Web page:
Yesterday, Andratesha Fitzgerald joined us for a Zoom presentation on her research and work with Universal Design for Learning (UDL) and Anti-Racism Education. We had a great conversation that highlighted The Wheel of Power and Privilege (Sylvia Duckworth) and UDL's multiple means of engagement, representation, and action/expression, which can be used to build greater equity between teachers and learners.
Several participants shared their experience building these multiple means within their classrooms through their curriculum and through the power of conversation. Andratesha shared that when we design lessons and activities, we need to keep in mind that no one shows up empty-handed and mistakes are a natural part of the human experience. Learning and growing from them is key.
So, how do we start? Andratesha shared these six options for engaging in the work:
1.Explore your data to see who is truly included and who is excluded.
2.Ask practitioners in your learning community to make a commitment to learning more about equity in action.
3.Commit to explicit learning about antiracism and universal design.
4.Take a look at the list of resources and do a “deep dive” into one.
5.Design feedback from learners into the design of your instruction. What do they want more of? What do they wish I would let go of?
6.Decide one small change that you can make tomorrow and actually
Have you tried one of these already? Tell us more about what that looked like for you? If you're new to this work, which of these makes the most sense for you to try?
If you're still not sure, that's ok. Later today, Andratesha will be sharing some examples of UDL in adult education settings to help us visualize this work.
Disabilities and Equitable Outcomes Moderator
The purpose of this sheet is to highlight Universal Design for Learning as a framework for designing highly effective professional learning experiences. All learners vary in the way they engage with new information, perceive content, and in the strategies they use to make sense of knowledge. Professional learning opportunities must recognize and address variability in adult learners, just as we recognize it in younger students. While the UDL framework can enhance the design and delivery of professional learning on any topic, it is crucial to apply and model the foundations of UDL when delivering professional learning on UDL.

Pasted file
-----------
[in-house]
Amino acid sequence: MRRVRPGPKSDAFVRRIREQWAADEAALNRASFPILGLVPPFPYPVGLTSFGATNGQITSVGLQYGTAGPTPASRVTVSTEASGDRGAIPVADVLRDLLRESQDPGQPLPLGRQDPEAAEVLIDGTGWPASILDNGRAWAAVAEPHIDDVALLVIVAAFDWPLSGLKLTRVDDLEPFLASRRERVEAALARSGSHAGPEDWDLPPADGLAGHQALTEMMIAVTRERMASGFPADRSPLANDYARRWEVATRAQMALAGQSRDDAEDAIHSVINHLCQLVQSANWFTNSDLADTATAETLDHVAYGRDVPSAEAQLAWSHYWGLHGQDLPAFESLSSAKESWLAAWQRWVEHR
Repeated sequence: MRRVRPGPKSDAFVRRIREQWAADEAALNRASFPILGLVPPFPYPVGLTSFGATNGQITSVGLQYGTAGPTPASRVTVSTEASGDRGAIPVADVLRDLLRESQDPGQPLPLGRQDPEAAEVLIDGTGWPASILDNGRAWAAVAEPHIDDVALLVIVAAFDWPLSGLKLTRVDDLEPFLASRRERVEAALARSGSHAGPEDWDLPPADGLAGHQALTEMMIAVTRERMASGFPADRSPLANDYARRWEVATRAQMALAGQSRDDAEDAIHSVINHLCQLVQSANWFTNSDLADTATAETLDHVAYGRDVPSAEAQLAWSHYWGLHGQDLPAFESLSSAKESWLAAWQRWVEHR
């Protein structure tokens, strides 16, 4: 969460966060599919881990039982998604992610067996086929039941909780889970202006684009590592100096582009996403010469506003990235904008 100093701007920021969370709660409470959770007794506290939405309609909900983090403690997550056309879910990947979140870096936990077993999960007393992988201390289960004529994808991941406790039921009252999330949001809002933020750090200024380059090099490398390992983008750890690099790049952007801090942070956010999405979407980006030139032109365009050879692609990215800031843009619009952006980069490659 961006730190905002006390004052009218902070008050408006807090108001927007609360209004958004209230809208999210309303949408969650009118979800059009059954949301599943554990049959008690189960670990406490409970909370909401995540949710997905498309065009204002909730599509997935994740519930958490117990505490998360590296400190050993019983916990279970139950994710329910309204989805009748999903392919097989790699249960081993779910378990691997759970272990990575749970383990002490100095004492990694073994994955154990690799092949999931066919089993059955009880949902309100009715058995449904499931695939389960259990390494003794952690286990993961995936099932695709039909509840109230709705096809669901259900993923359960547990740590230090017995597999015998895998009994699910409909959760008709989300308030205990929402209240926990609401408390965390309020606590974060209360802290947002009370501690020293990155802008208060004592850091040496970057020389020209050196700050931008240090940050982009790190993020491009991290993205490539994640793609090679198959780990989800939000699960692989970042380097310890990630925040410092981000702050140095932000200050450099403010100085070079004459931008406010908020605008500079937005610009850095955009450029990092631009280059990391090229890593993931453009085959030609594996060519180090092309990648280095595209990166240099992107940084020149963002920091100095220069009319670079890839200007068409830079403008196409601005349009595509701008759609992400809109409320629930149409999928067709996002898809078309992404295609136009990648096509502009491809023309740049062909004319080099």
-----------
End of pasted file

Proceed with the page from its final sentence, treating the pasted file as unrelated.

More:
Tesha, thanks for sharing this article on UDL professional development. Yesterday, we had a participant ask about using UDL in math instruction and you mentioned a resource to engage learners through contemporary music, connecting musical beats to the teaching of multiplication. Would you share that resource here with us?
One very fundamental understanding of math is the idea that one should mean one ... and if you're working in the same units, that the difference between 4 and 5 is the same as the distance between 199 and 200. Musical rhythm can help get this into the brain. I've got a couple of books about teaching this way (not here in the office, though).
I think Tesha was tlaking about some awesome songs about multiplication, too. Can't remember where I pasted them -- while the session wasn't recorded, could links from the chat be shared?
https://youtu.be/zi1bZ4b80NU Connecting representations is strong for concept development.
In order to give learners on-ramps to learning multiplication consider various formats to access the material. In our discussion yesterday an instructor was looking for ways to help remember the multiplication facts. One of the resources we shared was a hip hop adaptation of songs to include math facts. Take a listen https://www.youtube.com/channel/UCPZJg6eoVSEJcZWRWK8YQmw/playlists
The Smart Shorties: Hip Hop Multiplication videos reminded me of another math teaching resource I learned about from the Smithsonian National Museum of the American Indian. Their Living Maya Time site is a great resource as well. The ancient Maya used math to support everything from market transactions to predicting eclipses and making calendar calculations. Maya math is vigesimal, which means that instead of counting by tens, it counts by twenties. I've worked with immigrant learners from Central and South America in the last several years who learned and used Maya Math. It's another way of using familiar resources to reach and teach learners from other races, cultures and backgrounds than our own.